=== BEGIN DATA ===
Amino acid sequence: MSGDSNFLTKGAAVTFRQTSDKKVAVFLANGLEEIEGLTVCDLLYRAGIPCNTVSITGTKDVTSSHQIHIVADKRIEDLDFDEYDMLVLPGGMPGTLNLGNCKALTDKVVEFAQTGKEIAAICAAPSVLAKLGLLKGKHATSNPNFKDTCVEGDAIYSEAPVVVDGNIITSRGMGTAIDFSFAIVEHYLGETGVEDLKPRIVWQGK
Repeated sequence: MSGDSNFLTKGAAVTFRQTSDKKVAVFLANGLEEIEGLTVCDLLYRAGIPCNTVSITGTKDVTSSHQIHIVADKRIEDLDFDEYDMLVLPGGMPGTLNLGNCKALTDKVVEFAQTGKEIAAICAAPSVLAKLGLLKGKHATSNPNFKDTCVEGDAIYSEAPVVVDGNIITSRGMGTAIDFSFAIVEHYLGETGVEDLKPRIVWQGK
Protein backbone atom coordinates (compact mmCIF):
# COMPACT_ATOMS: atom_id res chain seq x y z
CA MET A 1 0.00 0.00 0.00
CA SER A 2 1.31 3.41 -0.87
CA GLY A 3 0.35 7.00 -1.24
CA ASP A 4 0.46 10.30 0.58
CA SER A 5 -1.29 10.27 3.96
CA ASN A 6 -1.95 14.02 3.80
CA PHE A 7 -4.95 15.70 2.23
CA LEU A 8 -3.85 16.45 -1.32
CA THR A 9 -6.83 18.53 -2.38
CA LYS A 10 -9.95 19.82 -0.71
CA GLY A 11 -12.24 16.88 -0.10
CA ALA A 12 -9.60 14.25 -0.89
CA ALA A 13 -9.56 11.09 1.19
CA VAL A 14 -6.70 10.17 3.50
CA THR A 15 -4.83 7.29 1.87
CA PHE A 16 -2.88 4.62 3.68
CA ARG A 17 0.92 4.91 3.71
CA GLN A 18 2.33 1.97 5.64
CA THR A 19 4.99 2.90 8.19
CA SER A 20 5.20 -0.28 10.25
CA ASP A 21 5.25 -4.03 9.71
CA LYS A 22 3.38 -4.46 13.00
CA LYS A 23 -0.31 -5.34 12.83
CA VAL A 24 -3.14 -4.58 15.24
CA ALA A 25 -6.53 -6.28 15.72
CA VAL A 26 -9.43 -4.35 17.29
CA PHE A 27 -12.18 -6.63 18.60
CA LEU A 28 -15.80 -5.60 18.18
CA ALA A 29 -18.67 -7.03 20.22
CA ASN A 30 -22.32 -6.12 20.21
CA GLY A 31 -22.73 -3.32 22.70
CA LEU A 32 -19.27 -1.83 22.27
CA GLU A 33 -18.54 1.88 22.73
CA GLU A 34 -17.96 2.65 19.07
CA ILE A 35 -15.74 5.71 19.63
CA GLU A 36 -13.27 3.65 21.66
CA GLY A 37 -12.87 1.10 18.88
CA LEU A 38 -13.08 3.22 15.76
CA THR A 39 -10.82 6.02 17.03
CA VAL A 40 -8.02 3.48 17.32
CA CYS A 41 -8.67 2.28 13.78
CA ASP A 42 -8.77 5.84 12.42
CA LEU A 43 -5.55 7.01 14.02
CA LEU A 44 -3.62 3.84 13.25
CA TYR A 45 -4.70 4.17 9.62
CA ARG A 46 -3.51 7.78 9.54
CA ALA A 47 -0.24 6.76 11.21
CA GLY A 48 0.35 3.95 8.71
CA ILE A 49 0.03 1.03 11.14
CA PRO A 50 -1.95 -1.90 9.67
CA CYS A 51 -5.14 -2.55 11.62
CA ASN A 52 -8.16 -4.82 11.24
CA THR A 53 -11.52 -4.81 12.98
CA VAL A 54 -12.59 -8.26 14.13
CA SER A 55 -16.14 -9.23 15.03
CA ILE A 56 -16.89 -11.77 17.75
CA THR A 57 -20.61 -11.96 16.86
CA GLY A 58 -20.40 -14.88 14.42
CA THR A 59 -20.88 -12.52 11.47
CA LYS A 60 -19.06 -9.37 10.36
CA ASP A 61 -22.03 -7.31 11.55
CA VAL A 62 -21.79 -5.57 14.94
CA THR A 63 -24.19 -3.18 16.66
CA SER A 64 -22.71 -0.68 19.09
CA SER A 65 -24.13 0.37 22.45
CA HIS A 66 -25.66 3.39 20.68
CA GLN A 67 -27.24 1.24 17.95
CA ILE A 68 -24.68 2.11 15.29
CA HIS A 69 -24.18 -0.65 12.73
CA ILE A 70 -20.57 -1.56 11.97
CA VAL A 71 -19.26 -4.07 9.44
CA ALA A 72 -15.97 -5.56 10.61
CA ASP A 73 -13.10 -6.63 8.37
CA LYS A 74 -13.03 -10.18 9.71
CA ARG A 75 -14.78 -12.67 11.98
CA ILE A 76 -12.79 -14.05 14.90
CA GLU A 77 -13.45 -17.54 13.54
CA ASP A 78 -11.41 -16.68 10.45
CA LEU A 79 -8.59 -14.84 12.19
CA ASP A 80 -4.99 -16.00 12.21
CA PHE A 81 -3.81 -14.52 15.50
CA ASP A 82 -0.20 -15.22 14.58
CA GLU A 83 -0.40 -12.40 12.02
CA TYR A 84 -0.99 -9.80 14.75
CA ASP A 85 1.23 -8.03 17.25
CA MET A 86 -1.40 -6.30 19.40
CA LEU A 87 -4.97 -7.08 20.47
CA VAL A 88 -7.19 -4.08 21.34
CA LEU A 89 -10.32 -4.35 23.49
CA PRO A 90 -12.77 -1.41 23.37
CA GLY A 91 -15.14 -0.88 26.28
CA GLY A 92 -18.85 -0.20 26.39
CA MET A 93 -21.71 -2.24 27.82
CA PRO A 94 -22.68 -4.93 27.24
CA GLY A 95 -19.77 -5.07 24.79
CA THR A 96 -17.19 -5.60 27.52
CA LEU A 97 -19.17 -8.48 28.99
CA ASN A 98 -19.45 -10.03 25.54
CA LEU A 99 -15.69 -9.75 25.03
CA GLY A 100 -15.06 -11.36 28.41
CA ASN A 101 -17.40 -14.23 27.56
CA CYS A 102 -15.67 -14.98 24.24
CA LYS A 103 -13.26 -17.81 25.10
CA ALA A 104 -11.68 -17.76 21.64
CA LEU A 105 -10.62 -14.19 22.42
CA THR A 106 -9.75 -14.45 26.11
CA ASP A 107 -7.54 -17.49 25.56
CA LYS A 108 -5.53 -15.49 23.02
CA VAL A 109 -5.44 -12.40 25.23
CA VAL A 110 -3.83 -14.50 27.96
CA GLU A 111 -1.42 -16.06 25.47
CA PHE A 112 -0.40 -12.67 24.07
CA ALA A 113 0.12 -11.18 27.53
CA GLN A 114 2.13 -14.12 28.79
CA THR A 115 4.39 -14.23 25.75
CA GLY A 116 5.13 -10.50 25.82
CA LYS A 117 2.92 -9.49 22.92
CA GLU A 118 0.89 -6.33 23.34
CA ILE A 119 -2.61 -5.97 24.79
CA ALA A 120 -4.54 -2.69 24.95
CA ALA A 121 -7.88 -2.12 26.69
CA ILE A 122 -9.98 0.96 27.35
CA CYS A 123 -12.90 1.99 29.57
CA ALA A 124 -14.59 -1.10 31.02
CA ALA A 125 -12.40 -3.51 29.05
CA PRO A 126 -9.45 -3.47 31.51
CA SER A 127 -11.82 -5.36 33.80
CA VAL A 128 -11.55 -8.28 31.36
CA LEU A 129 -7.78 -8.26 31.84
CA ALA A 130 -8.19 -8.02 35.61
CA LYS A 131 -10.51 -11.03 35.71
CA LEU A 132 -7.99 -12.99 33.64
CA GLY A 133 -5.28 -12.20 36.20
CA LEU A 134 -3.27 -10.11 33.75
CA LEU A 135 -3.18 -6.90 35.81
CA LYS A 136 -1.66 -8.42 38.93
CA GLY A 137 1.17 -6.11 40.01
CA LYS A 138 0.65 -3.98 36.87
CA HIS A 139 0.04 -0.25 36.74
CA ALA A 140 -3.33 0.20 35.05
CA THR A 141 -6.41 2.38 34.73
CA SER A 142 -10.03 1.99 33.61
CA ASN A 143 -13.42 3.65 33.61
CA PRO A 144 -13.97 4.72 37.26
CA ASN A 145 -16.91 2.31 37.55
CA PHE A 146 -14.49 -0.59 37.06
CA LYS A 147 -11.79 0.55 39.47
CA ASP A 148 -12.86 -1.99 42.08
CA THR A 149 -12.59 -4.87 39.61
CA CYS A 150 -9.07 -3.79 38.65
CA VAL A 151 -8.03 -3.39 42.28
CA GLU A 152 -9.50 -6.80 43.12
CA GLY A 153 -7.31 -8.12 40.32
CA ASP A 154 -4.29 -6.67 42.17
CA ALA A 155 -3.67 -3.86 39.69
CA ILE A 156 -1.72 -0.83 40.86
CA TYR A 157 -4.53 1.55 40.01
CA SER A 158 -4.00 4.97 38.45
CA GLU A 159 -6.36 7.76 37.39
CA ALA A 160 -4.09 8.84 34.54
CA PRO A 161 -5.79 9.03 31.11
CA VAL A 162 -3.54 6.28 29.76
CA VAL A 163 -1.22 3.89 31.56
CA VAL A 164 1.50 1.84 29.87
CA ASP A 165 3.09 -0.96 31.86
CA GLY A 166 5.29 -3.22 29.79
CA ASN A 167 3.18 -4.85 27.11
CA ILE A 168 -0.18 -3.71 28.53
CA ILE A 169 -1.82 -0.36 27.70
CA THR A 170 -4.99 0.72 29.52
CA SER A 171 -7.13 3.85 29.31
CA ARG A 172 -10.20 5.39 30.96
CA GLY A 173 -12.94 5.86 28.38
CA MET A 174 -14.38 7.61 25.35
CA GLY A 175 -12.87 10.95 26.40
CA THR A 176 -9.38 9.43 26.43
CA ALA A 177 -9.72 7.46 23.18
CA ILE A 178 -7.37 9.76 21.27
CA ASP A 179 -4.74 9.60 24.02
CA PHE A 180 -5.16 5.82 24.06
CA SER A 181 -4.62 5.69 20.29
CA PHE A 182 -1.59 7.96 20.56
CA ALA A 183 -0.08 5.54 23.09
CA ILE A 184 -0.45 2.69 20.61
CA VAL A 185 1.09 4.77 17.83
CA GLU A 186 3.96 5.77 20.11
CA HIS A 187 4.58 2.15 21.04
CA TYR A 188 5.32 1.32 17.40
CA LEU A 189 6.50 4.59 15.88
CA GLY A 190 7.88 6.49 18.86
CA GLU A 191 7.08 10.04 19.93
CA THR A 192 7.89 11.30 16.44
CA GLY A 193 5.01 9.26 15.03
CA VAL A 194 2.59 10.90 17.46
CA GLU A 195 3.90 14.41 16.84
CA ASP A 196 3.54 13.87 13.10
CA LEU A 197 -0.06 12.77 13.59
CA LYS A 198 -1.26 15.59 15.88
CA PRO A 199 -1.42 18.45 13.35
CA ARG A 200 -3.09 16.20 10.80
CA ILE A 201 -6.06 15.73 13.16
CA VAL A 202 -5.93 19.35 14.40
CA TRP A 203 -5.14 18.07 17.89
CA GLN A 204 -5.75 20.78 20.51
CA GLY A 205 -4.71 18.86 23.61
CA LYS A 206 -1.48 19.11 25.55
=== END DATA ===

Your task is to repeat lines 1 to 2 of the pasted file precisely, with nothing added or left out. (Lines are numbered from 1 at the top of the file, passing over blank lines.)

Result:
Amino acid sequence: MSGDSNFLTKGAAVTFRQTSDKKVAVFLANGLEEIEGLTVCDLLYRAGIPCNTVSITGTKDVTSSHQIHIVADKRIEDLDFDEYDMLVLPGGMPGTLNLGNCKALTDKVVEFAQTGKEIAAICAAPSVLAKLGLLKGKHATSNPNFKDTCVEGDAIYSEAPVVVDGNIITSRGMGTAIDFSFAIVEHYLGETGVEDLKPRIVWQGK
Repeated sequence: MSGDSNFLTKGAAVTFRQTSDKKVAVFLANGLEEIEGLTVCDLLYRAGIPCNTVSITGTKDVTSSHQIHIVADKRIEDLDFDEYDMLVLPGGMPGTLNLGNCKALTDKVVEFAQTGKEIAAICAAPSVLAKLGLLKGKHATSNPNFKDTCVEGDAIYSEAPVVVDGNIITSRGMGTAIDFSFAIVEHYLGETGVEDLKPRIVWQGK